As to the Kaufman-DeMarco interests, defendants Kaufman and Kaplan began their efforts to acquire title to the tract in 1961. The basis for their claim was certain tax sale certificates assigned to them by Bernard A. Campbell, which at that time were over 20 years old. On the strength of those tax sale certificates those defendants claimed a right to redeem eight tax sale certificates assigned to the State in 1936 by Bass River Township. Kaufman and Kaplan then instituted an action entitled Kaplan v. State of New Jersey. A stipulation of settlement was entered, under which the State of New Jersey agreed to reassign the certificates to Bass River Township for cancellation. Bass River, through its solicitor, defendant Mark DeMarco, contested Kaplan's right to cancellation of the tax sale certificates held by the State. Kaplan then instituted suit in 1964 entitled Kaplan v. Bass River Township.

While that action was pending the Kaufman interests were interpleaded in an action instituted by the Kirkman-Burgess interests, entitled WNJ v. Bass River Township. As a result a settlement was reached wherein an agreement was made between Kaufman and Kirkman the purpose of which was to conceal the fraudulent nature of defendants' claims. In furtherance of the agreement PDC conveyed 1400 acres of the tract to defendant Saratoga Land Trust, which in turn was controlled by defendant DeMarco. Saratoga was incorporated on September 21, 1965, the same day as this conveyance. Also, Tanners Brook assigned its interest in the tax sale certificate referred to as TSC 275 to Keeney. Keeney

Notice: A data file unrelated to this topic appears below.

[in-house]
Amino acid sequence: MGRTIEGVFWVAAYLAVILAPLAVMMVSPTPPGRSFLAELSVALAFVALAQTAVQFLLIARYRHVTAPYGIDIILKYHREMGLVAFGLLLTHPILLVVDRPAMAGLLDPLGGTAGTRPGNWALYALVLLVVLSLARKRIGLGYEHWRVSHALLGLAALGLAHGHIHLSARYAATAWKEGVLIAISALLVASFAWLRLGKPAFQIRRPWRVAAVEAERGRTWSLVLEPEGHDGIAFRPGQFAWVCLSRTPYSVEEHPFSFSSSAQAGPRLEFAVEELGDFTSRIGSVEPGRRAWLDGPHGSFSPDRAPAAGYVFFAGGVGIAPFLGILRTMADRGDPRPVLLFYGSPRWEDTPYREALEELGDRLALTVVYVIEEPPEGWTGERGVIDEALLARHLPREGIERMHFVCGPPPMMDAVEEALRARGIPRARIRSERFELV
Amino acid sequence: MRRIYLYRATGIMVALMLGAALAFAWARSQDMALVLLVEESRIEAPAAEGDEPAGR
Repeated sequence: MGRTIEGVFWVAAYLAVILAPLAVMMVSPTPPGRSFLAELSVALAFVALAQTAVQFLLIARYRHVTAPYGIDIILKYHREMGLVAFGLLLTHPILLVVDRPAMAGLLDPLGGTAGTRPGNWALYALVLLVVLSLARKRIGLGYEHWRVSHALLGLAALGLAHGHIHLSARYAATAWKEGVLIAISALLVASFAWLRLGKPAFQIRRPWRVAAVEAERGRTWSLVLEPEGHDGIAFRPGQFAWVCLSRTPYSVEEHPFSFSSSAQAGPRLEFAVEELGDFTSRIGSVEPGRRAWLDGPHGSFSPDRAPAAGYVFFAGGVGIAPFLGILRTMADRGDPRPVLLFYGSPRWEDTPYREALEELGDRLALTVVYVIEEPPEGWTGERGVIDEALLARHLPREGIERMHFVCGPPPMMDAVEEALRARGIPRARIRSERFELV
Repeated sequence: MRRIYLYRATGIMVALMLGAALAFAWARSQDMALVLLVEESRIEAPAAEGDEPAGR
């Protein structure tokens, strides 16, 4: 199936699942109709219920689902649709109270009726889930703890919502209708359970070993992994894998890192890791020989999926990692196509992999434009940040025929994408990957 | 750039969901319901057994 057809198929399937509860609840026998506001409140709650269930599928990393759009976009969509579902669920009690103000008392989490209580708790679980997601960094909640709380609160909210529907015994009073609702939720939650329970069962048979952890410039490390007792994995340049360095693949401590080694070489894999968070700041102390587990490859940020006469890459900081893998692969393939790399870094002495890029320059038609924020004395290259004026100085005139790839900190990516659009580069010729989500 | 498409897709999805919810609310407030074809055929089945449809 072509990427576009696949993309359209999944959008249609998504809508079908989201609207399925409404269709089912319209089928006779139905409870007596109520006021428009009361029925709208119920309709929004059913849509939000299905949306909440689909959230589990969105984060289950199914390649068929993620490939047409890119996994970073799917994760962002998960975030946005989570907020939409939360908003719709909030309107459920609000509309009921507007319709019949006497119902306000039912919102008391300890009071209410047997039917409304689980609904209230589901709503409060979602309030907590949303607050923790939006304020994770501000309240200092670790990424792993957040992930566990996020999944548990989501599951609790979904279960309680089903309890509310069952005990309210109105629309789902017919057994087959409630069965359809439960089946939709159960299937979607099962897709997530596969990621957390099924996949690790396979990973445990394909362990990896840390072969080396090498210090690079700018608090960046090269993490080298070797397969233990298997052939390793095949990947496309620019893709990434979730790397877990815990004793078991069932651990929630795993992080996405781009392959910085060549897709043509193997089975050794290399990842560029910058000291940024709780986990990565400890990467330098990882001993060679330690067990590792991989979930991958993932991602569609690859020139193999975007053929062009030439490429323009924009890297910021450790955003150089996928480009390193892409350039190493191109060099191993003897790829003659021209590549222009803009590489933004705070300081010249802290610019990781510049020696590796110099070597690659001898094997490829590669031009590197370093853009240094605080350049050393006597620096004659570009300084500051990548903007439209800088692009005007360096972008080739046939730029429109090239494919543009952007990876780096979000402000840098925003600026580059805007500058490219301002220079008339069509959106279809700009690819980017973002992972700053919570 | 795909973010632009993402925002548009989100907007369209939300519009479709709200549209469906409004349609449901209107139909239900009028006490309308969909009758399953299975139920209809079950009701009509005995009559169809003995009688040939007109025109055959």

then instituted an action entitled Keeney v. Dressel to foreclose the right of redemption in TSC 275. Final judgment was entered on April 19, 1967. On May 12, 1967 Keeney conveyed 1200 acres of the tract covered by TSC 275 to Kaufman. On November 28, 1968 defendant K&D Land Trust was established, and on that same date Saratoga conveyed its interest in the tract to K&D. The interest holders in Saratoga were DeMarco's wife, Weisbecker, Keeney and Dreschler. The interest holders in K&D are Kaufman, a New York group, DeMarco's wife, Weisbecker, Keeney and Dreschler.

Shortly after the settlement in WNJ v. Bass River Township , DeMarco, while still solicitor of Bass River, was retained by Kaufman to represent his interests in Bass River. DeMarco employed Keeney to abstract the title to Kaufman's properties. In 1966 DeMarco, on behalf of Bass River, made a motion to amend the order obtained in 1964 in Kaplan v. Bass River. The original order required the State to reassign its tax sale certificates to Bass River Township. Bass River was to allow Kaplan to redeem. The amended order required the State to reassign its liens directly to Kaplan. In 1970 DeMarco brought an action for foreclosure on four of the state tax sale certificates; judgment was granted.

In 1969 Kaufman and DeMarco represented to the heirs of Beyer and Burdette, persons in a valid chain of title to the property, that they (Kaufman and DeMarco) had acquired title through the deeds from the Kirkman-Burgess group. They then paid consideration of $5000 to the heirs for release of their interests in the property.

On August 1, 1969 Keeney conveyed 2200 acres covered by TSC 275 to defendant Society of Divine Vocation (SDV). On August 21, 1969 SDV conveyed the same property to defendant Great Notch Development Corp. Defendant Chelsea performed the title search for this transaction.

On August 9, 1973 Kaufman conveyed 100 acres of the tract to defendant J & M Land Co. This 100 acres was part of the 1200 acres conveyed by Keeney to Kaufman in furtherance